CSS Nashville (1864)

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CSS Nashville
History
Laid down: September 1862
Launched: mid-1863
Commissioned: 15 September 1864
Decommissioned: 10 May 1865
Fate: Surrendered to U.S. forces; sold 22 November 1867
General characteristics
Displacement: approximately 1100 tons
Length: 271 ft (82.6 m)
Beam: 62 ft 6 in (19.1 m)
Draft: 10 ft 9 in (3.3 m)
Propulsion: 2 steam engines
Speed: unknown
Complement: unknown
Armament:

CSS Nashville was a large side-wheel steam casemate ironclad built by the Confederates late in the American Civil War.

Description[edit]

The ship was 271 feet (82.6 m) long overall, had a beam of 62 feet 6 inches (19.1 m) and a draft of 10 feet 9 inches (3.3 m). The side wheels were powered by two steam engines with a 9-inch (229 mm) bore and a 36-inch (914 mm) stroke. She was armed with three 7-inch (178 mm) Brooke rifles and a 24-pounder howitzer.[1]

Construction and career[edit]

Nashville was laid down at Montgomery, Alabama because of the availability of riverboat engines there. Launched in mid-1863, Nashville was taken to Mobile, Alabama for completion in 1864. Part of her armor came from the CSS Baltic. Her first commander was Lieutenant Charles Carroll Simms, CSN.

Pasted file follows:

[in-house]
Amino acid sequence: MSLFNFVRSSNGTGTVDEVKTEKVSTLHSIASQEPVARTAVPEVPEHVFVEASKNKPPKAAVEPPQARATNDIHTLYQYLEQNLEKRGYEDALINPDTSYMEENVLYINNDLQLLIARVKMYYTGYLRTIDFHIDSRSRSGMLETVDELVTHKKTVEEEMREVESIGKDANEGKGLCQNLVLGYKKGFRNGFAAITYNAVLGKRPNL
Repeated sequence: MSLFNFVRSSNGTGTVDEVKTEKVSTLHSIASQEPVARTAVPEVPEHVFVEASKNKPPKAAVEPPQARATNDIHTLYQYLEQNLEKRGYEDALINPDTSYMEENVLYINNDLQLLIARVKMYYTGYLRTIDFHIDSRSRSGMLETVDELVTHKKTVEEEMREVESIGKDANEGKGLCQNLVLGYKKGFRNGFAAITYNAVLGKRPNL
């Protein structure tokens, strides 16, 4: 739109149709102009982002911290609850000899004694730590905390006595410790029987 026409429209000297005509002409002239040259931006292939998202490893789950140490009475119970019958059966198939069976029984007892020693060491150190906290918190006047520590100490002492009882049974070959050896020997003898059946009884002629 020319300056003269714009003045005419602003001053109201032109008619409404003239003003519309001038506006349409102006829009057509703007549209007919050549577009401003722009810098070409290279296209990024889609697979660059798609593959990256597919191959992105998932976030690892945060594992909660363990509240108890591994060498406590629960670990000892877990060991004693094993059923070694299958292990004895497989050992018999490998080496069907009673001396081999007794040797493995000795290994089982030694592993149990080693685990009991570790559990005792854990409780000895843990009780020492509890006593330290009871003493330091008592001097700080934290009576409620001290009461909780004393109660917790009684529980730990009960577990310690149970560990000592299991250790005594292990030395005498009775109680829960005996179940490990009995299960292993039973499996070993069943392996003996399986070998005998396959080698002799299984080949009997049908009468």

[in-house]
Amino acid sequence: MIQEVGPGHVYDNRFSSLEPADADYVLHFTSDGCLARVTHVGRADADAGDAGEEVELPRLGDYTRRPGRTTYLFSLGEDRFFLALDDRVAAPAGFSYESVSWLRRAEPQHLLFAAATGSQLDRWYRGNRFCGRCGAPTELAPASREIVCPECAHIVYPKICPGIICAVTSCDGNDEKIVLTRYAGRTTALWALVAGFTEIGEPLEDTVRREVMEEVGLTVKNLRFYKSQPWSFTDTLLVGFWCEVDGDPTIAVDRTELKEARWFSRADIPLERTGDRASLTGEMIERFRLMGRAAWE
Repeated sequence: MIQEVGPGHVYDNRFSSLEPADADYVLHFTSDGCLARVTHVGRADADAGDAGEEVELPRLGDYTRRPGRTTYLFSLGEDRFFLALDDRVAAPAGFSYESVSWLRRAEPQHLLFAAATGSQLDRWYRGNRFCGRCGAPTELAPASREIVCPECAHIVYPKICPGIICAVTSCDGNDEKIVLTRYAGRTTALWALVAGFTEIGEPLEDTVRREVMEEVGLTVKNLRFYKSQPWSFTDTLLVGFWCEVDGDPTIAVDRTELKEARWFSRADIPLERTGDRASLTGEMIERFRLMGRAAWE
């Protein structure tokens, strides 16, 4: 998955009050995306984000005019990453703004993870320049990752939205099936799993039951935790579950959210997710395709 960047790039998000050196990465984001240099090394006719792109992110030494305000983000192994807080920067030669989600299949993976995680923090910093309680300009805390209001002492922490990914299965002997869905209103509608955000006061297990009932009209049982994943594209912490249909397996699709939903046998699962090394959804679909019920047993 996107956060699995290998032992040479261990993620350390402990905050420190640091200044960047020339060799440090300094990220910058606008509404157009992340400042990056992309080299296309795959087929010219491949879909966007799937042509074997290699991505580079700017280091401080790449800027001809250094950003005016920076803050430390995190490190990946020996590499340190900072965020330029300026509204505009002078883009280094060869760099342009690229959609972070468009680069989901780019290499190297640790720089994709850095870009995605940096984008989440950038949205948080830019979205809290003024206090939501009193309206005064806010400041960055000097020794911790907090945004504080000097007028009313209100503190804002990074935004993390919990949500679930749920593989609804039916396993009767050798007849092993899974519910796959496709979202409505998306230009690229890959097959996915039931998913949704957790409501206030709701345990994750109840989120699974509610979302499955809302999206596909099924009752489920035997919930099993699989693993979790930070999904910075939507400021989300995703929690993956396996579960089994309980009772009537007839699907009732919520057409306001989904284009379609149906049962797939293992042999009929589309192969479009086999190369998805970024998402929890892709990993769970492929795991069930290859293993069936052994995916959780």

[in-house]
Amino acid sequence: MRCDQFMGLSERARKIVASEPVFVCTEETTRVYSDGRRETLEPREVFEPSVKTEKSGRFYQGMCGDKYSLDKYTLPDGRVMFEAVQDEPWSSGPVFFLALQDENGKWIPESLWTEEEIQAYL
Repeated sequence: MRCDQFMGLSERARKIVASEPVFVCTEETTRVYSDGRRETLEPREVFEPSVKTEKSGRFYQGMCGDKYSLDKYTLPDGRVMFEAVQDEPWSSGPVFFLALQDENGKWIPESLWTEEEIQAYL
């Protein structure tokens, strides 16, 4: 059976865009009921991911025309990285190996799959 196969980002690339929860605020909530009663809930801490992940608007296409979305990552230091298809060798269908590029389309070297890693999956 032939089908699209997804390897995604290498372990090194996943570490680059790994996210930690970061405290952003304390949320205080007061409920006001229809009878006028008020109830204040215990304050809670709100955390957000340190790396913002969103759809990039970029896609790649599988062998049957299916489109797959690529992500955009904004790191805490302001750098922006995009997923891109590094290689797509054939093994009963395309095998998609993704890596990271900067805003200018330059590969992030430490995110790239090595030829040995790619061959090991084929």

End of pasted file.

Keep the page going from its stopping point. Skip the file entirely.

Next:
Still fitting out, she took no part in the Battle of Mobile Bay on 5 August 1864. She helped fend off attacks on Spanish Fort, Alabama on 27 March 1865, supported Confederate commander Randall L. Gibson until driven away by Federal batteries, and shelled Federal troops near Fort Blakely on 2 April 1865. The ships retreated up the Tombigbee River 10 days later when Mobile surrendered. She was one of the vessels formally surrendered by Commodore Ebenezer Farrand, CSN, at Nanna Hubba, Alabama on 10 May 1865.

Although never quite finished, she had been heavily armored with triple 2-inch plating forward and around her pilot house, only a single thickness aft and there had been some doubts expressed that her builders might have overestimated her structural strength. Rear Admiral Henry K. Thatcher, USN, wrote on June 30, 1865, after survey, "She was hogged when surrendered and is not strong enough to bear the weight of her full armor." He was certain "she could not live in a seaway."

Following her surrender, Nashville was laid up until 22 November 1867, when she was sold for scrap at New Orleans, Louisiana, her armor having previously been stripped for reuse in other vessels.

Commanders[edit]

Notes[edit]

  1. ^ Silverstone, pp. 154–55

References[edit]

  • Silverstone, Paul H. (2006). Civil War Navies 1855–1883. The U.S. Navy Warship Series. New York: Routledge. ISBN 0-415-97870-X. 
  • Still, William N., Jr. (1985). Iron Afloat: The Story of the Confederate Armorclads (Reprint of the 1971 ed.). Columbia, South Carolina: University of South Carolina Press. ISBN 0-87249-454-3. 

This article incorporates text from the public domain Dictionary of American Naval Fighting Ships. The entry can be found here.